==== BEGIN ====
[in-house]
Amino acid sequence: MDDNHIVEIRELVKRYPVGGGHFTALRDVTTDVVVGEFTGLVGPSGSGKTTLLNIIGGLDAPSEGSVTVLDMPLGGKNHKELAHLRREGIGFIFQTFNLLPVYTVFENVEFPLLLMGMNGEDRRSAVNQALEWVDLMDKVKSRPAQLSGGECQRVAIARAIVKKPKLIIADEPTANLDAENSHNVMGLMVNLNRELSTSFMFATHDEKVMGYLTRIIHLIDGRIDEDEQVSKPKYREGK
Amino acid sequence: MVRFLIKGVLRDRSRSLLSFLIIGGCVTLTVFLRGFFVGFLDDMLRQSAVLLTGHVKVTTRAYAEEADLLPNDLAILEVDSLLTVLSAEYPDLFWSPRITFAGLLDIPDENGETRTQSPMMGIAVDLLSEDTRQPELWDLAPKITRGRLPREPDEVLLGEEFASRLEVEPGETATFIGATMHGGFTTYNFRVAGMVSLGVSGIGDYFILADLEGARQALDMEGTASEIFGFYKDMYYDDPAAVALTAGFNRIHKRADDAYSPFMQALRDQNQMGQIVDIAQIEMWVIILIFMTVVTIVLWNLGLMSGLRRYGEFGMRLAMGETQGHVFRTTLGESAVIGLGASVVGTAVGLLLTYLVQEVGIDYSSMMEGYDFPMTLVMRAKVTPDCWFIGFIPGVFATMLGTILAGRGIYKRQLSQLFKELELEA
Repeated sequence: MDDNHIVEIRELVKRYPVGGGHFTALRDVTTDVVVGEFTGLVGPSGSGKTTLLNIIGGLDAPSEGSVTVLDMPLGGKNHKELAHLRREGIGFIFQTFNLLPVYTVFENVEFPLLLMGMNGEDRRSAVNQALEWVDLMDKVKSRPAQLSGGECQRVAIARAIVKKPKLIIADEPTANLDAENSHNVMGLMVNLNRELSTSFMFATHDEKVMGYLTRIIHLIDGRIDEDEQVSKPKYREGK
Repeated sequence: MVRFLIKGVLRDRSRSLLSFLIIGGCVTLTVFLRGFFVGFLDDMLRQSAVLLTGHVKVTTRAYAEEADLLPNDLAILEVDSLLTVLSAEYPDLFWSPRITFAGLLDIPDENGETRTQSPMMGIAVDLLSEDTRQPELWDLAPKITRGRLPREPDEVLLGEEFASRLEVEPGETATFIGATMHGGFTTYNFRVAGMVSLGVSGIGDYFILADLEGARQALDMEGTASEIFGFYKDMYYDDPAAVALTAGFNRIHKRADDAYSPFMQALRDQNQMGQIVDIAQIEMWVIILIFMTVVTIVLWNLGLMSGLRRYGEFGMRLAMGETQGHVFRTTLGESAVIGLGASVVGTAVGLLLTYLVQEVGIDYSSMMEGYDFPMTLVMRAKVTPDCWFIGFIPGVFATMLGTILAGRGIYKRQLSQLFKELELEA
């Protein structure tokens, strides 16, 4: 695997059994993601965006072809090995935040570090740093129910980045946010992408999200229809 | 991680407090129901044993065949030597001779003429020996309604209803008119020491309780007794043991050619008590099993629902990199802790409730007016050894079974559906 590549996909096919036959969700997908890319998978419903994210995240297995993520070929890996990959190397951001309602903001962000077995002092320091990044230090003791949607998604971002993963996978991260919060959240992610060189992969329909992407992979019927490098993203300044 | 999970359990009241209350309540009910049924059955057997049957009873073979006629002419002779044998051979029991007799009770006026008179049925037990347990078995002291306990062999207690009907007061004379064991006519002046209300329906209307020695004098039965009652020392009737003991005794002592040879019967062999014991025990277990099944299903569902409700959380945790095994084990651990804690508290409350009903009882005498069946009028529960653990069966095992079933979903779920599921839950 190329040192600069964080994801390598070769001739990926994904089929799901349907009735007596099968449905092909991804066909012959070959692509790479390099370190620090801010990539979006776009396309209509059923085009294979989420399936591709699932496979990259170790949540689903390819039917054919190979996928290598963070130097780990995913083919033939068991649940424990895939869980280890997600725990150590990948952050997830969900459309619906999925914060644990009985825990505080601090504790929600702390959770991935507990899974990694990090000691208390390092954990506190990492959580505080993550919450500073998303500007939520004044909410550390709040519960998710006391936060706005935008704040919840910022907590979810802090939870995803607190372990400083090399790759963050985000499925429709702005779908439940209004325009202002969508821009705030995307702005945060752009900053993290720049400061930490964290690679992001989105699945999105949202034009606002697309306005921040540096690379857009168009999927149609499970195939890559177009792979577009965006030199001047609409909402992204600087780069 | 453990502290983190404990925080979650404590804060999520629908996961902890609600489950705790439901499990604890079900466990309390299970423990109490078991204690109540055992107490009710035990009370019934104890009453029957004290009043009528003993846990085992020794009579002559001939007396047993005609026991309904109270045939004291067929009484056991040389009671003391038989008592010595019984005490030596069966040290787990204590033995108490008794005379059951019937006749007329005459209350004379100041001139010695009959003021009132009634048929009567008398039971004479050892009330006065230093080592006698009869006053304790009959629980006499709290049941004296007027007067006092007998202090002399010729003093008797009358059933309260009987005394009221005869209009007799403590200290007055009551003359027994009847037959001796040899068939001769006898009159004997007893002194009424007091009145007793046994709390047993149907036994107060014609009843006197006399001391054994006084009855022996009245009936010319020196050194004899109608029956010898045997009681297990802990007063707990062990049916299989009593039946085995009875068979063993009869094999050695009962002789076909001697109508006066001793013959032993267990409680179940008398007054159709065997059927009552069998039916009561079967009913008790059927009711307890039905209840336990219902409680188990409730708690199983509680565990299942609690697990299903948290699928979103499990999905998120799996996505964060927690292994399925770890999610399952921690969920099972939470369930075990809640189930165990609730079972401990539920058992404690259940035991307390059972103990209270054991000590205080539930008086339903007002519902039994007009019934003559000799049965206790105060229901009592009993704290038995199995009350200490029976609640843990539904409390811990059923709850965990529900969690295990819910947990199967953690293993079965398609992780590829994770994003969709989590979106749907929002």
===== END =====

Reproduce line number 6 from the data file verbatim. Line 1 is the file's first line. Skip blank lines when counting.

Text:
């Protein structure tokens, strides 16, 4: 695997059994993601965006072809090995935040570090740093129910980045946010992408999200229809 | 991680407090129901044993065949030597001779003429020996309604209803008119020491309780007794043991050619008590099993629902990199802790409730007016050894079974559906 590549996909096919036959969700997908890319998978419903994210995240297995993520070929890996990959190397951001309602903001962000077995002092320091990044230090003791949607998604971002993963996978991260919060959240992610060189992969329909992407992979019927490098993203300044 | 999970359990009241209350309540009910049924059955057997049957009873073979006629002419002779044998051979029991007799009770006026008179049925037990347990078995002291306990062999207690009907007061004379064991006519002046209300329906209307020695004098039965009652020392009737003991005794002592040879019967062999014991025990277990099944299903569902409700959380945790095994084990651990804690508290409350009903009882005498069946009028529960653990069966095992079933979903779920599921839950 190329040192600069964080994801390598070769001739990926994904089929799901349907009735007596099968449905092909991804066909012959070959692509790479390099370190620090801010990539979006776009396309209509059923085009294979989420399936591709699932496979990259170790949540689903390819039917054919190979996928290598963070130097780990995913083919033939068991649940424990895939869980280890997600725990150590990948952050997830969900459309619906999925914060644990009985825990505080601090504790929600702390959770991935507990899974990694990090000691208390390092954990506190990492959580505080993550919450500073998303500007939520004044909410550390709040519960998710006391936060706005935008704040919840910022907590979810802090939870995803607190372990400083090399790759963050985000499925429709702005779908439940209004325009202002969508821009705030995307702005945060752009900053993290720049400061930490964290690679992001989105699945999105949202034009606002697309306005921040540096690379857009168009999927149609499970195939890559177009792979577009965006030199001047609409909402992204600087780069 | 453990502290983190404990925080979650404590804060999520629908996961902890609600489950705790439901499990604890079900466990309390299970423990109490078991204690109540055992107490009710035990009370019934104890009453029957004290009043009528003993846990085992020794009579002559001939007396047993005609026991309904109270045939004291067929009484056991040389009671003391038989008592010595019984005490030596069966040290787990204590033995108490008794005379059951019937006749007329005459209350004379100041001139010695009959003021009132009634048929009567008398039971004479050892009330006065230093080592006698009869006053304790009959629980006499709290049941004296007027007067006092007998202090002399010729003093008797009358059933309260009987005394009221005869209009007799403590200290007055009551003359027994009847037959001796040899068939001769006898009159004997007893002194009424007091009145007793046994709390047993149907036994107060014609009843006197006399001391054994006084009855022996009245009936010319020196050194004899109608029956010898045997009681297990802990007063707990062990049916299989009593039946085995009875068979063993009869094999050695009962002789076909001697109508006066001793013959032993267990409680179940008398007054159709065997059927009552069998039916009561079967009913008790059927009711307890039905209840336990219902409680188990409730708690199983509680565990299942609690697990299903948290699928979103499990999905998120799996996505964060927690292994399925770890999610399952921690969920099972939470369930075990809640189930165990609730079972401990539920058992404690259940035991307390059972103990209270054991000590205080539930008086339903007002519902039994007009019934003559000799049965206790105060229901009592009993704290038995199995009350200490029976609640843990539904409390811990059923709850965990529900969690295990819910947990199967953690293993079965398609992780590829994770994003969709989590979106749907929002």